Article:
Abbas Benmamoun Reappointed as Vice Provost for Faculty Advancement

As vice provost for faculty advancement, Abbas Benmamoun has built numerous partnerships across the campus that supports faculty excellence.
As vice provost for faculty advancement, Abbas Benmamoun has built numerous partnerships across campus to support faculty excellence.

Abbas Benmamoun, who has served as Duke University’s vice provost for faculty advancement since 2017, has been reappointed to a second term beginning July 1, 2022, Provost Sally Kornbluth announced today.

Benmamoun leads the Office for Faculty Advancement, which was created in 2017 to support faculty excellence and promote an equitable and inclusive academic environment.

“Abbas has built an outstanding team that is changing Duke for the better through its work to promote inclusive excellence in faculty hiring, support career development for faculty and academic leaders, and foster an equitable academic culture at Duke,” Kornbluth said. “He is a trusted partner and adviser to colleagues university-wide, and has overseen the development of a robust offering of programs and resources for the Duke community.”

The reappointment follows the recommendation of a review committee chaired by Trina Jones, Jerome M. Culp Distinguished Professor of Law.

“I am grateful to Trina Jones and the members of the review committee for their service, and extend my thanks to all of the members of the Duke community who contributed input during the review process,” Kornbluth said.

Under Benmamoun’s leadership, the Office for Faculty Advancement has built key partnerships with the offices of institutional equity, learning innovation, student affairs and institutional research as well as Duke’s schools, departments and other academic programs.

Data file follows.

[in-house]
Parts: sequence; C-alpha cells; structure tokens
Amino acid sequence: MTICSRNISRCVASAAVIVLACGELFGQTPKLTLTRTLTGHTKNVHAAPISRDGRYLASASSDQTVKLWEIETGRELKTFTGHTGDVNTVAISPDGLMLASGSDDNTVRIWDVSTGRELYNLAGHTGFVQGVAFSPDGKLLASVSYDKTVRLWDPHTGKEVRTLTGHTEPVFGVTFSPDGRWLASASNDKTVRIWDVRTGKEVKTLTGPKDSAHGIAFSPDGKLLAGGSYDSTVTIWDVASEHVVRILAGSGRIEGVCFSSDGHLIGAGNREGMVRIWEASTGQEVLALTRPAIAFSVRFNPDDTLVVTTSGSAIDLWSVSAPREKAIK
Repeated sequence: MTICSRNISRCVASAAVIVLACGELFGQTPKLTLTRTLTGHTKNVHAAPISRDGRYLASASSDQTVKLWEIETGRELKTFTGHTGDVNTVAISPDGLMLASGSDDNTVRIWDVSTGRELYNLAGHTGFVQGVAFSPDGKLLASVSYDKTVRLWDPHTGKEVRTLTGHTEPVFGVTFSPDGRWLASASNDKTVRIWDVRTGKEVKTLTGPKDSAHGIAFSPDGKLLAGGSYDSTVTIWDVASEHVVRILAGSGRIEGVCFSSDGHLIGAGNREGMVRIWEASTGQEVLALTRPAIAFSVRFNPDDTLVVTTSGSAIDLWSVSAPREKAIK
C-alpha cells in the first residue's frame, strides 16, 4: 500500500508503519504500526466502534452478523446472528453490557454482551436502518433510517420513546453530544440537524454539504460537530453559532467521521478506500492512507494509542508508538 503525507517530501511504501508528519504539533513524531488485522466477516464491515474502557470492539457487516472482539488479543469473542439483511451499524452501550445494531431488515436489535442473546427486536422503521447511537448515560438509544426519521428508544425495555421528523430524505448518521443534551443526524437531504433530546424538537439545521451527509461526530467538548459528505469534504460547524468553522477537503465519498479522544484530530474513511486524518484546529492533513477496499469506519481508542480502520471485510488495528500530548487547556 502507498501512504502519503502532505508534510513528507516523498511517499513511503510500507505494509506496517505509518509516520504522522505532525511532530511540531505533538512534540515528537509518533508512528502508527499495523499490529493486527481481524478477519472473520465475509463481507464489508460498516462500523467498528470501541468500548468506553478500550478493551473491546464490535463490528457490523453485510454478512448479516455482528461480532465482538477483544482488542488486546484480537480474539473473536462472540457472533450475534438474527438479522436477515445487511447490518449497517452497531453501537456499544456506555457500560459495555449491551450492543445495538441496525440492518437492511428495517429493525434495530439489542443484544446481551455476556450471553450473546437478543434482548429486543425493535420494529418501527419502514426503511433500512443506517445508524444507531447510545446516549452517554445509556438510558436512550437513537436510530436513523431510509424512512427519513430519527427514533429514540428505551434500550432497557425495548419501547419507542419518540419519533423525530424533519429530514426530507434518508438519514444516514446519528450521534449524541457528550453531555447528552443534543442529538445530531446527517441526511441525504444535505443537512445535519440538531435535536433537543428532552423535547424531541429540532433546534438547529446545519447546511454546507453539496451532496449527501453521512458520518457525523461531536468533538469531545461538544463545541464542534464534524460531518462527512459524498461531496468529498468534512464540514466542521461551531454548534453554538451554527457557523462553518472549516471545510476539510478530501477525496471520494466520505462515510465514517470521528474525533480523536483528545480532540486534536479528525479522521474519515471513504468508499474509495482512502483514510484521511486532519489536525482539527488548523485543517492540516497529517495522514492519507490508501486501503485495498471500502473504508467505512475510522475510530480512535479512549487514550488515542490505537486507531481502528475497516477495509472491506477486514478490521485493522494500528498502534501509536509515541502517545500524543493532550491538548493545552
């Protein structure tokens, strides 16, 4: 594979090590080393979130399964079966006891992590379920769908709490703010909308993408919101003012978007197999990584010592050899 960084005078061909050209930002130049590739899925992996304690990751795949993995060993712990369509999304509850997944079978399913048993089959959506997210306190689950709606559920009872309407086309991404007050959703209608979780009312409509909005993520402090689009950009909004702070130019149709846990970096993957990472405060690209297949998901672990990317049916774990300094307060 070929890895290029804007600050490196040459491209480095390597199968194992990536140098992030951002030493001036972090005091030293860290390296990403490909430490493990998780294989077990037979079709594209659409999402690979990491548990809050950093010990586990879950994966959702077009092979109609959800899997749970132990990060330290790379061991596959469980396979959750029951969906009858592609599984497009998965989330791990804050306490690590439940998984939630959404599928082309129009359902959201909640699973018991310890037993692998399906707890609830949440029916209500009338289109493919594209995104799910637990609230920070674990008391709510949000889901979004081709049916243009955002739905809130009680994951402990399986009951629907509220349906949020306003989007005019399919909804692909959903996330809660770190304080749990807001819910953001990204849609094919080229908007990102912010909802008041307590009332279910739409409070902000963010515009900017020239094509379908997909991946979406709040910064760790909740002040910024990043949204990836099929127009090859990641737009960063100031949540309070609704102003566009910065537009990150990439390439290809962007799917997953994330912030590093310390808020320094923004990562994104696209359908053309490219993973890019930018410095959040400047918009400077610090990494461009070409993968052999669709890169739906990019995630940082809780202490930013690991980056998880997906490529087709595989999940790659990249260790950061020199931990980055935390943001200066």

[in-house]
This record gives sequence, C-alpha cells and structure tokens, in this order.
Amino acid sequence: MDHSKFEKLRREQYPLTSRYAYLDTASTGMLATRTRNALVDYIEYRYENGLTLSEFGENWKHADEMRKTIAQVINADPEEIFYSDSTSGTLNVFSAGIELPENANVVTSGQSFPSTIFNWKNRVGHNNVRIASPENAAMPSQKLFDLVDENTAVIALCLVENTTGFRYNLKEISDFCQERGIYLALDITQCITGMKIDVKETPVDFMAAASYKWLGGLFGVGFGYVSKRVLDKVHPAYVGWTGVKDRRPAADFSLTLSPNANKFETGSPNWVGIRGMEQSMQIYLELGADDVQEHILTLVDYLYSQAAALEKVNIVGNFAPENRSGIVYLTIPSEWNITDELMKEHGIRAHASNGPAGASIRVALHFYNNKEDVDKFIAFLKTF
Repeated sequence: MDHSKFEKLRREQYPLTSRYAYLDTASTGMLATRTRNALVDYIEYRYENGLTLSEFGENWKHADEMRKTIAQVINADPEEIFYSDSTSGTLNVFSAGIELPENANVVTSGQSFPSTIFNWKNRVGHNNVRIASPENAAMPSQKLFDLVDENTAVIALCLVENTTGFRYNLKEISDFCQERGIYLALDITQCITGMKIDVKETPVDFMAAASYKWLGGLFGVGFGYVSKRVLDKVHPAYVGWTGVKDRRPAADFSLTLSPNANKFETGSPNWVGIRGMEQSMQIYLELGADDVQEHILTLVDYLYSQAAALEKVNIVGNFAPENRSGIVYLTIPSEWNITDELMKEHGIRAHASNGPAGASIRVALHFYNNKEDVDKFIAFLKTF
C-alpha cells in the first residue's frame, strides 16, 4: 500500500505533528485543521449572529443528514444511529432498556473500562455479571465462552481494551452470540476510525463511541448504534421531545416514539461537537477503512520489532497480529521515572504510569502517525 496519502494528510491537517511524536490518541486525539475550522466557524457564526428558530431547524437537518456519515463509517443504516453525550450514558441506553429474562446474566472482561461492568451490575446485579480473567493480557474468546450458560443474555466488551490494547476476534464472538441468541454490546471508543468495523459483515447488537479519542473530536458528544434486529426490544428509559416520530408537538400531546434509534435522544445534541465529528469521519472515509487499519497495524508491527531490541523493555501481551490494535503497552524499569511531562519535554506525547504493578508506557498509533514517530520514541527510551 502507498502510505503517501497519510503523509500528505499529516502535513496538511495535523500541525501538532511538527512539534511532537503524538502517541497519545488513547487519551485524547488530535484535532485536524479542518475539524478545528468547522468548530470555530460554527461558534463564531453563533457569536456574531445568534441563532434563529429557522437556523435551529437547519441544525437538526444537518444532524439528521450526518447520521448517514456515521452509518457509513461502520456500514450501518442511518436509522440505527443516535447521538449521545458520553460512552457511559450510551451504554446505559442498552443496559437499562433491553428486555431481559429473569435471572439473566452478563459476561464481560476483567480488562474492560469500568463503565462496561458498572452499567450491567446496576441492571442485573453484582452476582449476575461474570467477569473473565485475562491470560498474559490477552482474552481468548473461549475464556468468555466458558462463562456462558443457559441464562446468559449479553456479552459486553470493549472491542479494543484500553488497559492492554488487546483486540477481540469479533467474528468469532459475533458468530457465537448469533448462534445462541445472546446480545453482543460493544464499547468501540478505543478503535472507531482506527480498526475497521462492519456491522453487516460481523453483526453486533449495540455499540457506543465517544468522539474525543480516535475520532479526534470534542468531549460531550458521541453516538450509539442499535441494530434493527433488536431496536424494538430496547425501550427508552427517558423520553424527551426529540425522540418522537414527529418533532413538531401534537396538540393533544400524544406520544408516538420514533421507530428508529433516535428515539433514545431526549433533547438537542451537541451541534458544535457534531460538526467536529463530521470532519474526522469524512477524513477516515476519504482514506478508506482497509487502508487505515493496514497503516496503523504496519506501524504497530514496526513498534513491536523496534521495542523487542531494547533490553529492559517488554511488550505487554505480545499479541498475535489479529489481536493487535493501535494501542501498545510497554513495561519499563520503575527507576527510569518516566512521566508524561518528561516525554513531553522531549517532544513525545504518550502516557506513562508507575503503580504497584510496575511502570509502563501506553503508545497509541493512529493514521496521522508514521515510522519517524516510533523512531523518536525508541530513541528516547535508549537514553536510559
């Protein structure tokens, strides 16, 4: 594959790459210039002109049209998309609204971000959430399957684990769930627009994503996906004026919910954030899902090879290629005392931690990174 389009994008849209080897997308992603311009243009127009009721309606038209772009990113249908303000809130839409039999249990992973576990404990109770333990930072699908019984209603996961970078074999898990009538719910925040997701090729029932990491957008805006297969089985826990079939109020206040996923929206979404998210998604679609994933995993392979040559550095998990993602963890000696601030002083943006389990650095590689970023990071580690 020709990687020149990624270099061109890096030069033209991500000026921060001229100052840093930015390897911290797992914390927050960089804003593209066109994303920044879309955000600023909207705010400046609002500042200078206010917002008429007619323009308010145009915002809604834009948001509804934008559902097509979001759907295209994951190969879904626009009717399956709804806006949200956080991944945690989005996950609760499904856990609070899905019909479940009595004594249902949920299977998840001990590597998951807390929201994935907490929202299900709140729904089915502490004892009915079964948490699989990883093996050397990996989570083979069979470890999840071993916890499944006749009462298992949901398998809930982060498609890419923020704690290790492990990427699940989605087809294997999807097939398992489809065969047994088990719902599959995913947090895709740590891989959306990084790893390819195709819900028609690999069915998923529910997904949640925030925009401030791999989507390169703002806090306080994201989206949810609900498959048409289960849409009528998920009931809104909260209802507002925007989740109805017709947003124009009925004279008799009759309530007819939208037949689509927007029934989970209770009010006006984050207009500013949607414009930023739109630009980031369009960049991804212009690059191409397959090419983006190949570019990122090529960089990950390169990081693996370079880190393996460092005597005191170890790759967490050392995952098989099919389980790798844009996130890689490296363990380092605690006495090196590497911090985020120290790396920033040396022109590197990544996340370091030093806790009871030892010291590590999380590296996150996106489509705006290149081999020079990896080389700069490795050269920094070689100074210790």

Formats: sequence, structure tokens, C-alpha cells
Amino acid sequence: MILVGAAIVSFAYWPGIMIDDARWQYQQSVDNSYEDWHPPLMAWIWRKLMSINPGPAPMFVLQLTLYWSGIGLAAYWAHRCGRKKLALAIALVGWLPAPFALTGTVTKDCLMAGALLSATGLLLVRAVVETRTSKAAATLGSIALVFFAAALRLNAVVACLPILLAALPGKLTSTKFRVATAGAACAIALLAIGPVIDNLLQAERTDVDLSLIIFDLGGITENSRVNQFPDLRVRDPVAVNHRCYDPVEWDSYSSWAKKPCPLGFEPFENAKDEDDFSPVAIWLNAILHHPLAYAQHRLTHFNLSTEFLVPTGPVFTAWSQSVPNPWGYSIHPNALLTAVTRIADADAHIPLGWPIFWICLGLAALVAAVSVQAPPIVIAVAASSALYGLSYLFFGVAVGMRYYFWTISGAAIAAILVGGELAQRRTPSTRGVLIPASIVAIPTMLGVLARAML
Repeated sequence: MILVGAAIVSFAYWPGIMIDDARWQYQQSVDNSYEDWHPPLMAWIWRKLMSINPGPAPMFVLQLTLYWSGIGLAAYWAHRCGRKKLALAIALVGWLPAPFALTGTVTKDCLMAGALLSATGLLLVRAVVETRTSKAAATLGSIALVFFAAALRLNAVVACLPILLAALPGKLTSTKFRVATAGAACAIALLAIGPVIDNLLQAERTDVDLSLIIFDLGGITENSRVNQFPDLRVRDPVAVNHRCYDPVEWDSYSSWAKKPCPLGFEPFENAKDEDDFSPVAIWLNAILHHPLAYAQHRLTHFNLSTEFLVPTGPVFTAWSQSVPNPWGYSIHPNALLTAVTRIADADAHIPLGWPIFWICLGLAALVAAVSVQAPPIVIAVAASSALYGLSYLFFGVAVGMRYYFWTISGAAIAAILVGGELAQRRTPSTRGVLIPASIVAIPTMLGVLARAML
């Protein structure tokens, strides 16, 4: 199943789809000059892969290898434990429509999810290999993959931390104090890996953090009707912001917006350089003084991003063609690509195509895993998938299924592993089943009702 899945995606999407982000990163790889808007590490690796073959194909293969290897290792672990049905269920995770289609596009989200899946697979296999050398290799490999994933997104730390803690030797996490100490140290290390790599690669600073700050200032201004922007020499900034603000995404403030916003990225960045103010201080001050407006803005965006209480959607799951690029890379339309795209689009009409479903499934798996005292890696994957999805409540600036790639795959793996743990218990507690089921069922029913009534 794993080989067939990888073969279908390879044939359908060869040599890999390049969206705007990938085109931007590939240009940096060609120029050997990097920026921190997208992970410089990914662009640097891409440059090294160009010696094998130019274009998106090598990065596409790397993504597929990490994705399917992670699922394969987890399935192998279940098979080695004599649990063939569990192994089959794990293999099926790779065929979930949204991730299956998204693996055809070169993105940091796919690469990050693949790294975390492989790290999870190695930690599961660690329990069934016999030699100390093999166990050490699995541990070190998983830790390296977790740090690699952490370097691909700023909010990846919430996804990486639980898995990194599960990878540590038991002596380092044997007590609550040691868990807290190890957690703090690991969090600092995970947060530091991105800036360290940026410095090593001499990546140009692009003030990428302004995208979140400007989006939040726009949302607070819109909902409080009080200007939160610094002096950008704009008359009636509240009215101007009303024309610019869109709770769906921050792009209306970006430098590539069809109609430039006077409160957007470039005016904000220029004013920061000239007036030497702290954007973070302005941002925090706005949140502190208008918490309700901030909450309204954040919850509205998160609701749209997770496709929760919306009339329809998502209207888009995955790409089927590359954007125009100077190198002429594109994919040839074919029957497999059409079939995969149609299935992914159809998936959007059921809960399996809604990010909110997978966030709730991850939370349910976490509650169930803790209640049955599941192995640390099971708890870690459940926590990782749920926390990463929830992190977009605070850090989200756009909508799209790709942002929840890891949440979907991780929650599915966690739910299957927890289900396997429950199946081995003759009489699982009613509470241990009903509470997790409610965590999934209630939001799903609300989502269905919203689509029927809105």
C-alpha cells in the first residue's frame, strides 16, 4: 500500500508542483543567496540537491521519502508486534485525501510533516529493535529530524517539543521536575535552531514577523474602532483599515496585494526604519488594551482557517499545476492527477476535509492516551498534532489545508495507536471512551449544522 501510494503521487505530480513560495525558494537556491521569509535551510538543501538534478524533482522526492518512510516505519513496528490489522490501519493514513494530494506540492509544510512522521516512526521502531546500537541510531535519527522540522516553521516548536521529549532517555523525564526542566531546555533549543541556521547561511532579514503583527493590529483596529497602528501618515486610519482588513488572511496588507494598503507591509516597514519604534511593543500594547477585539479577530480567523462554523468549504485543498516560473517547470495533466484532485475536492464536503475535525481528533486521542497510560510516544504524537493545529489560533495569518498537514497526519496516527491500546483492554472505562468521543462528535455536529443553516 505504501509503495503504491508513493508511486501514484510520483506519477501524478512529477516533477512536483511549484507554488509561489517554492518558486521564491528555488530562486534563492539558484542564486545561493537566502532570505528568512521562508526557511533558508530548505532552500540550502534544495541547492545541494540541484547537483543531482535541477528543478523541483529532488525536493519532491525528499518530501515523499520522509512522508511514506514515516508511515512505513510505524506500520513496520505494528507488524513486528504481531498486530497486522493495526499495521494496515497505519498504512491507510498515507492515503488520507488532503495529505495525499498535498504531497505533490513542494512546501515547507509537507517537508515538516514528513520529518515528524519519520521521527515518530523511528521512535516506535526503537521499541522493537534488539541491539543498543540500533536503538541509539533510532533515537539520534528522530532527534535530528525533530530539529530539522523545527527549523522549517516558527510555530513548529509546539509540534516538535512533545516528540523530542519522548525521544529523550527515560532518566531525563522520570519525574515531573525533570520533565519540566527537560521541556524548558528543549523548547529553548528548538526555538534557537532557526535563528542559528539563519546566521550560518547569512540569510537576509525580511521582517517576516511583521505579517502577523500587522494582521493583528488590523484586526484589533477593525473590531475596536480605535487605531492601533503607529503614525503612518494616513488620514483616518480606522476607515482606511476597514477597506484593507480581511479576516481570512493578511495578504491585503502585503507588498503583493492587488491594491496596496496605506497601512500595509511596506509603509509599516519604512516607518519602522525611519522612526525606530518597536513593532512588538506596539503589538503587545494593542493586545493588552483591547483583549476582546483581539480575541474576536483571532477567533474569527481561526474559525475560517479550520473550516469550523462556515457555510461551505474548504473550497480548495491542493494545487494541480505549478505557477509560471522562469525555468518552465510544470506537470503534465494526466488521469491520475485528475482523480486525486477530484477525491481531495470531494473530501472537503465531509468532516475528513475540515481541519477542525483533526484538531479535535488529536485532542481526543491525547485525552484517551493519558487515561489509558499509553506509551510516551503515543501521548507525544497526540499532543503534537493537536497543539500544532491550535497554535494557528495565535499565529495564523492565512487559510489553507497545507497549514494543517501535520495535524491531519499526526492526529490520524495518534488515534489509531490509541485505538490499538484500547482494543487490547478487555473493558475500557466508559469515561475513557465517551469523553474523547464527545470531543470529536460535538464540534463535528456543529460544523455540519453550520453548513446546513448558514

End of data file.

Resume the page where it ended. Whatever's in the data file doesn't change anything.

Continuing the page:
Benmamoun and his colleagues have partnered with Duke’s academic units to implement effective and equitable practices at all stages of the faculty hiring process. The Office for Faculty Advancement administers the Strategic Hiring for Faculty Excellence program, which has supported a 30 percent increase in the number of Black faculty at the university over the last four years. Benmamoun also led a comprehensive review that resulted in changes to the faculty parental leave policy, enabling partners who work at Duke to both qualify for parental leave.

The office helped develop and implement the first university-wide survey on diversity, equity and inclusion, launched a seed grant program for faculty-led initiatives to support faculty and build strong academic communities, developed a suite of faculty and leadership development programs, and offered in-depth curricula led by Associate Vice Provost Sherilynn Black on dismantling racism at Duke and improving departmental climate.

Benmamoun has led the Office for Faculty Advancement in organizing university-wide responses to support and educate the Duke community in response to national events. Following the killing of George Floyd, the office presented a day-long symposium, Living While Black, attended by 6,300 members of the Duke community. In response to anti-Asian violence in the Atlanta area, the office hosted a faculty panel discussion attended by 670 faculty, students and staff. The office also created numerous resources and workshops for faculty in response to COVID.

Nationally, the Office for Faculty Advancement is active in the Ivy+ Faculty Advancement Network, the Atlantic Coast Conference Academic Leaders Network and the National Academies’ Action Collaborative on Preventing Sexual Harassment in Higher Education.

Benmamoun is also a professor of Asian and Middle Eastern studies and linguistics. At Duke he has taught courses on linguistics, and served as a co-organizer of the Heritage Language Research Institute.

Prior to Duke, Benmamoun was vice provost for faculty affairs and academic policies at the University of Illinois at Urbana-Champaign, where he also served on the faculty. His research focuses on the comparative syntax and morphology of natural language and heritage languages, particularly on issues of language maintenance and loss within immigrant communities. His books include “The Feature Structure of Functional Categories: A Comparative Study of Arabic Dialects,” “Arabic Syntax” and “The Routledge Handbook of Arabic Linguistics.”

Benmamoun earned a bachelor of arts degree from the Mohammed V University in Rabat, Morocco, a master’s degree from University College London and a Ph.D. from the University of Southern California.